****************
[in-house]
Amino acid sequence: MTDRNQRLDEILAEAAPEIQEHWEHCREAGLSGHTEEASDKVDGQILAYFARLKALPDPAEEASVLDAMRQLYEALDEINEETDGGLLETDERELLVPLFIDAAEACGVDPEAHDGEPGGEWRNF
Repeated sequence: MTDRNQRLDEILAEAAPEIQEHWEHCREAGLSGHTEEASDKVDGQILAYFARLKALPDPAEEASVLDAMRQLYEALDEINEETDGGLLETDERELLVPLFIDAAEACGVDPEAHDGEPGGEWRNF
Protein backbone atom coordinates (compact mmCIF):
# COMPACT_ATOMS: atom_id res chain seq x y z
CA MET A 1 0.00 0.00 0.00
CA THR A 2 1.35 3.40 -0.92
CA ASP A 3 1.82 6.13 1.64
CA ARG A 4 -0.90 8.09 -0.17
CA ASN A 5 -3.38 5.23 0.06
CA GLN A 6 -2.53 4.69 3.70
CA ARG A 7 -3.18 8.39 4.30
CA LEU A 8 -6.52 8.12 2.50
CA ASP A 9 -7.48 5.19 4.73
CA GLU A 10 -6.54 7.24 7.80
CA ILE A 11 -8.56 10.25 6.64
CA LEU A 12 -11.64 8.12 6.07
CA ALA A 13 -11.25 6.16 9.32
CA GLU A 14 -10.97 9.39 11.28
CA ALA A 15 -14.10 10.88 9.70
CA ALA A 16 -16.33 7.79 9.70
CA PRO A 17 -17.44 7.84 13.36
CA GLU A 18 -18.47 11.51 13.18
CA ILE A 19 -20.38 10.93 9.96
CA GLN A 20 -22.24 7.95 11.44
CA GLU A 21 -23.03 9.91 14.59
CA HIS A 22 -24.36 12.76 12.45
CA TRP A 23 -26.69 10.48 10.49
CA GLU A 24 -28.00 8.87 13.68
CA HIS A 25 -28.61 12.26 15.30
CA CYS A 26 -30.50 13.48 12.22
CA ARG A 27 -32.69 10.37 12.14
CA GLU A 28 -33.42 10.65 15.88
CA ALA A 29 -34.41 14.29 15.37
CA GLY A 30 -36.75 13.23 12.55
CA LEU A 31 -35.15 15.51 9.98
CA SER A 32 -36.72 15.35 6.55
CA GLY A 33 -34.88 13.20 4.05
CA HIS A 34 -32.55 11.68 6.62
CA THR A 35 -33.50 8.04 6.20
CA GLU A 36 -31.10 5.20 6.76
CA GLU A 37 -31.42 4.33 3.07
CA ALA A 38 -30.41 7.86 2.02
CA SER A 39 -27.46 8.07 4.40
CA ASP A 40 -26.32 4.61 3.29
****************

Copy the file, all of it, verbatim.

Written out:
[in-house]
Amino acid sequence: MTDRNQRLDEILAEAAPEIQEHWEHCREAGLSGHTEEASDKVDGQILAYFARLKALPDPAEEASVLDAMRQLYEALDEINEETDGGLLETDERELLVPLFIDAAEACGVDPEAHDGEPGGEWRNF
Repeated sequence: MTDRNQRLDEILAEAAPEIQEHWEHCREAGLSGHTEEASDKVDGQILAYFARLKALPDPAEEASVLDAMRQLYEALDEINEETDGGLLETDERELLVPLFIDAAEACGVDPEAHDGEPGGEWRNF
Protein backbone atom coordinates (compact mmCIF):
# COMPACT_ATOMS: atom_id res chain seq x y z
CA MET A 1 0.00 0.00 0.00
CA THR A 2 1.35 3.40 -0.92
CA ASP A 3 1.82 6.13 1.64
CA ARG A 4 -0.90 8.09 -0.17
CA ASN A 5 -3.38 5.23 0.06
CA GLN A 6 -2.53 4.69 3.70
CA ARG A 7 -3.18 8.39 4.30
CA LEU A 8 -6.52 8.12 2.50
CA ASP A 9 -7.48 5.19 4.73
CA GLU A 10 -6.54 7.24 7.80
CA ILE A 11 -8.56 10.25 6.64
CA LEU A 12 -11.64 8.12 6.07
CA ALA A 13 -11.25 6.16 9.32
CA GLU A 14 -10.97 9.39 11.28
CA ALA A 15 -14.10 10.88 9.70
CA ALA A 16 -16.33 7.79 9.70
CA PRO A 17 -17.44 7.84 13.36
CA GLU A 18 -18.47 11.51 13.18
CA ILE A 19 -20.38 10.93 9.96
CA GLN A 20 -22.24 7.95 11.44
CA GLU A 21 -23.03 9.91 14.59
CA HIS A 22 -24.36 12.76 12.45
CA TRP A 23 -26.69 10.48 10.49
CA GLU A 24 -28.00 8.87 13.68
CA HIS A 25 -28.61 12.26 15.30
CA CYS A 26 -30.50 13.48 12.22
CA ARG A 27 -32.69 10.37 12.14
CA GLU A 28 -33.42 10.65 15.88
CA ALA A 29 -34.41 14.29 15.37
CA GLY A 30 -36.75 13.23 12.55
CA LEU A 31 -35.15 15.51 9.98
CA SER A 32 -36.72 15.35 6.55
CA GLY A 33 -34.88 13.20 4.05
CA HIS A 34 -32.55 11.68 6.62
CA THR A 35 -33.50 8.04 6.20
CA GLU A 36 -31.10 5.20 6.76
CA GLU A 37 -31.42 4.33 3.07
CA ALA A 38 -30.41 7.86 2.02
CA SER A 39 -27.46 8.07 4.40
CA ASP A 40 -26.32 4.61 3.29